With the Yankees came Babe Ruth and his flamboyant lifestyle. On the train ride home from their first Spring Training in St. Petersburg, Ruth reportedly collapsed from overindulging his large appetite for food and drink. The "stomachache heard around the world" caused him to miss the first month of the regular season. He was subsequently suspended in August of that season for poor performance.
On the first day of Spring Training in 1925, at the team's headquarters at Crescent Lake Field, Ruth gave up shagging balls in right field because several alligators had emerged from the lake which bordered the outfield. The park is today known as Huggins-Stengel Field, in honor of former Yankee managers Miller Huggins and Casey Stengel.
Six years earlier, while Ruth was in Tampa for Spring Training with the Boston Red Sox, he hit on April 4, 1919 what many consider his longest home run, a 587-foot blast against the New York Giants at Plant Field. The feat is commemorated on a plaque at the field.
In 1928, the spring after Ruth's record-setting season, 270,000 fans saw Yankees spring games in St. Petersburg. As a result, Yankee owner Jacob Ruppert cleared a $60,000 profit before heading north.
Though the Boston Braves left for Bradenton in 1937, the St. Louis Cardinals came to St. Petersburg in 1938 and would stay 57 of the next 60 years, missing only the war years. Only the Detroit Tigers, who began training in Lakeland in 1934, have ever had a longer association with a Spring Training home. When the Cardinals announced they were leaving St. Petersburg for a new home in Jupiter, the Devil Rays pledged they would carry the torch in St. Petersburg. The Devil Rays became the first modern day team to conduct Spring Training in its home city.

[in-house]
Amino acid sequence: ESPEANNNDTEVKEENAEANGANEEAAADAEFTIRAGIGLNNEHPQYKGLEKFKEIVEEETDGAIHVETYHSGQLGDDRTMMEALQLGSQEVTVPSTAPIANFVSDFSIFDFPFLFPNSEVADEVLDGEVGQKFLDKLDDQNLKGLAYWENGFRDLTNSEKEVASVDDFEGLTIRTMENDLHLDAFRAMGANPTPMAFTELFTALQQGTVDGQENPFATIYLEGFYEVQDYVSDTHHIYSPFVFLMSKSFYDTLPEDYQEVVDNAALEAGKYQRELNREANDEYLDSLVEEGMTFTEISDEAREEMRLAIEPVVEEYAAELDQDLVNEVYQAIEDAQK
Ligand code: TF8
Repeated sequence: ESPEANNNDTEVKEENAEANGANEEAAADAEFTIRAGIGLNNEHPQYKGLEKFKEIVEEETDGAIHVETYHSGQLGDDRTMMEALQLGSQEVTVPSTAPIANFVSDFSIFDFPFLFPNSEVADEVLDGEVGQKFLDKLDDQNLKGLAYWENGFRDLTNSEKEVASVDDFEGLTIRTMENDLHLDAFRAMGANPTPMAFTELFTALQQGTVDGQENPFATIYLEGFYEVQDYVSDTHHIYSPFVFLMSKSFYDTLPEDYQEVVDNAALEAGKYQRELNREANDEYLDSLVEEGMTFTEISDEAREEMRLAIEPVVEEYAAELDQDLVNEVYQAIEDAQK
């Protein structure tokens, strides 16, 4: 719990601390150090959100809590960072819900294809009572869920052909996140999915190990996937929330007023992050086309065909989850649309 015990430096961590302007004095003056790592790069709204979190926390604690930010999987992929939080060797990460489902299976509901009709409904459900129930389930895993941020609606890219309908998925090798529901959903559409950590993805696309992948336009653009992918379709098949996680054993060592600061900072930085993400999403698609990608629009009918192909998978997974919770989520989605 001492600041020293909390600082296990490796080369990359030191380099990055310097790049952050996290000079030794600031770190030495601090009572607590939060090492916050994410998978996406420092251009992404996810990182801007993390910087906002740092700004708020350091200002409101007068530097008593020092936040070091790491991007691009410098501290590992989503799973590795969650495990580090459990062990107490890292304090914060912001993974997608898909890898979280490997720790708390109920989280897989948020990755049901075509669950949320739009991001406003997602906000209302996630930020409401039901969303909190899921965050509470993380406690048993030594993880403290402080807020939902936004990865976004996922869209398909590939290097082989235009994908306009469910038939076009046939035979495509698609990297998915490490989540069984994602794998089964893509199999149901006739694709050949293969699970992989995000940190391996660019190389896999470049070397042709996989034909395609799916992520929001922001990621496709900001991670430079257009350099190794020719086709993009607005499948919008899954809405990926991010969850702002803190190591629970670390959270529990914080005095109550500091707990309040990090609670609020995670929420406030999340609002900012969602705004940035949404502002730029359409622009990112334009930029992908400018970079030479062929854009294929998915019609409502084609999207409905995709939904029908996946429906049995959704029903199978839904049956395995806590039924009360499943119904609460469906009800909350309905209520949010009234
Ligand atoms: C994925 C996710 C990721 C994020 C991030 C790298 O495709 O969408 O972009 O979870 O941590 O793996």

Even during the war years, the area found a way to keep the national pastime alive. To fill the wartime void, Tampa fashioned the Inter-Social League in 1943. Crowds averaged several thousand in West Tampa and Ybor City to see players that included the fathers of future Major Leaguers Lou Piniella and Dave Magadan.
Three minor leagues have had affiliates in the Tampa Bay area: the Florida State League (1919-), Southeastern League (1928-30) and Florida International League (1946-54). The area is also home to the Rookie-level Gulf Coast League.